[31]

Chromatin: alternative definitions[ edit ]

The term, introduced by Walther Flemming , has multiple meanings:

  1. Simple and concise definition: Chromatin is a macromolecular complex of a DNA macromolecule and protein macromolecules (and RNA). The proteins package and arrange the DNA and control its functions within the cell nucleus.
  2. A biochemists’ operational definition: Chromatin is the DNA/protein/RNA complex extracted from eukaryotic lysed interphase nuclei. Just which of the multitudinous substances present in a nucleus will constitute a part of the extracted material partly depends on the technique each researcher uses. Furthermore, the composition and properties of chromatin vary from one cell type to the another, during development of a specific cell type, and at different stages in the cell cycle.
  3. The DNA + histone = chromatin definition: The DNA double helix in the cell nucleus is packaged by special proteins termed histones. The formed protein/DNA complex is called chromatin. The basic structural unit of chromatin is the nucleosome.

Nobel Prizes[ edit ]

The following scientists were recognized for their contributions to chromatin research with Nobel Prizes :

YearWhoAward
1910 Albrecht Kossel (University of Heidelberg) Nobel Prize in Physiology or Medicine for his discovery of the five nuclear bases: adenine , cytosine , guanine , thymine , and uracil .
1933 Thomas Hunt Morgan (California Institute of Technology) Nobel Prize in Physiology or Medicine for his discoveries of the role played by the gene and chromosome in heredity, based on his studies of the white-eyed mutation in the fruit fly Drosophila. [32]
1962 Francis Crick , James Watson and Maurice Wilkins (MRC Laboratory of Molecular Biology, Harvard University and London University respectively) Nobel Prize in Physiology or Medicine for their discoveries of the double helix structure of DNA and its significance for information transfer in living material.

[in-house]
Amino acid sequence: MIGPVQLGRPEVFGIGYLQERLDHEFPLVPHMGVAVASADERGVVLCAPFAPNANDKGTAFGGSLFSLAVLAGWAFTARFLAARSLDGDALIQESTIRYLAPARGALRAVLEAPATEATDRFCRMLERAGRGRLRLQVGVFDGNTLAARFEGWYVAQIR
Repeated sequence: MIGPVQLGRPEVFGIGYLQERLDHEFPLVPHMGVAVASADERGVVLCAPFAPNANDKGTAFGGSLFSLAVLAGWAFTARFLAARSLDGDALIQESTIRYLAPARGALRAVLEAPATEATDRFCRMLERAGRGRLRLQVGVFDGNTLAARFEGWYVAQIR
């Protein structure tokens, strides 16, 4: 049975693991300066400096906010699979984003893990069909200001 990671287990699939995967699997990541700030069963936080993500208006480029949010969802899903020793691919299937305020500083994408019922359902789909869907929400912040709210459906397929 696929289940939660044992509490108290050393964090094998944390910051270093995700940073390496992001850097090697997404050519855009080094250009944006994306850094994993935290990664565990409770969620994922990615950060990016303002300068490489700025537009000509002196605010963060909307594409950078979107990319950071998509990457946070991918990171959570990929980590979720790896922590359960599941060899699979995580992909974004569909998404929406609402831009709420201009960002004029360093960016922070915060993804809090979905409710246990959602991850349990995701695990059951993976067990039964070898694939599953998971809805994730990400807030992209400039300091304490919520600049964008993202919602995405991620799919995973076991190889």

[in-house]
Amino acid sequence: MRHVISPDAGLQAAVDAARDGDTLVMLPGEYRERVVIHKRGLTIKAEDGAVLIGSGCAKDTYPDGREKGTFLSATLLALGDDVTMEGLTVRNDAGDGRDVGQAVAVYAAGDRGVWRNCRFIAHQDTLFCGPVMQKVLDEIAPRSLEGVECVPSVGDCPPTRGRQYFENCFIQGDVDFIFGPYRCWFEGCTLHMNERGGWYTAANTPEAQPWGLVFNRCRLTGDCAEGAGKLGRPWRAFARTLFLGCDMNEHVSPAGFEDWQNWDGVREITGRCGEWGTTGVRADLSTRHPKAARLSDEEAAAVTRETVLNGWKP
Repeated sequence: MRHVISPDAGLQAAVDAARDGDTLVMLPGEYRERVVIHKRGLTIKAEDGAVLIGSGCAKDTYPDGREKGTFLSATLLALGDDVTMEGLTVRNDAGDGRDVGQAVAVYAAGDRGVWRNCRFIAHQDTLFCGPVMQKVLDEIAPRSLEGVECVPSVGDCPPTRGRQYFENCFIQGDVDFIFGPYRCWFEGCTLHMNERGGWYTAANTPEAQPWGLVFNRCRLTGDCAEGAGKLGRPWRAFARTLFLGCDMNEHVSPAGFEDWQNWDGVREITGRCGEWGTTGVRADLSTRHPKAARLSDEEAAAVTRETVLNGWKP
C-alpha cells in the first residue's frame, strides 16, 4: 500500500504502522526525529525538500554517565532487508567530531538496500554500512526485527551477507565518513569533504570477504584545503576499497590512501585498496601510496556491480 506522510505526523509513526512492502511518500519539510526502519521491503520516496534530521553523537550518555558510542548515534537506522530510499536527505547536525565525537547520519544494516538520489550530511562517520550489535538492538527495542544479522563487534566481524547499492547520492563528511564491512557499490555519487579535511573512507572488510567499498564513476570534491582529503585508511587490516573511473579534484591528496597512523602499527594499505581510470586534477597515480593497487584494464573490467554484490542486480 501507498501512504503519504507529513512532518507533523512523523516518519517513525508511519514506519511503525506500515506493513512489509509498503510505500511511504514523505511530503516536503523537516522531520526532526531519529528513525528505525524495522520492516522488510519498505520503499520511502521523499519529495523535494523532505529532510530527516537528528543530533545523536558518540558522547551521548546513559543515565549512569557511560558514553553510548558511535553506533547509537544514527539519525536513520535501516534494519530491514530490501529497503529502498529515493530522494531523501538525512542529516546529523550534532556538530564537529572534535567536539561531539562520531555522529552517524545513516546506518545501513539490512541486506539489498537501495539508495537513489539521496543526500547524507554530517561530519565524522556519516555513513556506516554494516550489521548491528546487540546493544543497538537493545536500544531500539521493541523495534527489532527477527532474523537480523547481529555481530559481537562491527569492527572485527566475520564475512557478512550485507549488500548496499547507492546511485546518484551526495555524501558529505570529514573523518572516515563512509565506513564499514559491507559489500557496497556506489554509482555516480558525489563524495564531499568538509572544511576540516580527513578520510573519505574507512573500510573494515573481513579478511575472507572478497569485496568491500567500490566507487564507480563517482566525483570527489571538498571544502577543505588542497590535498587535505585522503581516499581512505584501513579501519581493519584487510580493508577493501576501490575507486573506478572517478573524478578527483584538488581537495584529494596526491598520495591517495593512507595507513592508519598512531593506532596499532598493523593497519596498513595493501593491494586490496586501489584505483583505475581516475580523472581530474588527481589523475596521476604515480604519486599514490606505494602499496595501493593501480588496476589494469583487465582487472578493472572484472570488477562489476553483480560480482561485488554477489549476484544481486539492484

1982 Aaron Klug (MRC Laboratory of Molecular Biology) Nobel Prize in Chemistry “for his development of crystallographic electron microscopy and his structural elucidation of biologically important nucleic acid-protein complexes”
1993 Richard J. Roberts and Phillip A. Sharp Nobel Prize in Physiology “for their independent discoveries of split genes ,” in which DNA sections called exons express proteins, and are interrupted by DNA sections called introns , which do not express proteins.
2006 Roger Kornberg (Stanford University) Nobel Prize in Chemistry for his discovery of the mechanism by which DNA is transcribed into messenger RNA.

See also[ edit ]

  • Active chromatin sequence
  • Chromatid
  • Epigenetics
  • Histone-Modifying Enzymes
  • Position-effect variegation
  • Salt-and-pepper chromatin
  • Transcriptional bursting

Notes[ edit ]

  1. ^ Though it has been definitively established to exist in vitro, the 30- nanometer fibre was not seen in recent X-ray studies of human mitotic chromosomes. [2]

References[ edit ]

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  • Pollard, T., and W. Earnshaw. 2002. Cell Biology. Saunders.
  • Saumweber, H. 1987. Arrangement of Chromosomes in Interphase Cell Nuclei, p. 223-234. In W. Hennig (ed.), Structure and Function of Eucaryotic Chromosomes, vol. 14. Springer-Verlag, Berlin, Heidelberg.
  • Sinden, R. R. (2005). “Molecular biology: DNA twists and flips”. Nature. 437 (7062): 1097–8. doi : 10.1038/4371097a . PMID   16237426 .
  • Van Holde KE. 1989. Chromatin. New York: Springer-Verlag . ISBN   0-387-96694-3 .
  • Van Holde, K., J. Zlatanova, G. Arents, and E. Moudrianakis. 1995. Elements of chromatin structure: histones, nucleosomes, and fibres, p. 1-26. In S. C. R. Elgin (ed.), Chromatin structure and gene expression. IRL Press at Oxford University Press, Oxford.

External links[ edit ]

  • Chromatin, Histones & Cathepsin ; PMAP The Proteolysis Map -animation
  • [ Recent chromatin publications and news]
  • Protocol for in vitro Chromatin Assembly
  • ENCODE threads Explorer Chromatin patterns at transcription factor binding sites. Nature (journal)
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        Biophysical Journal

        Biophysical Journal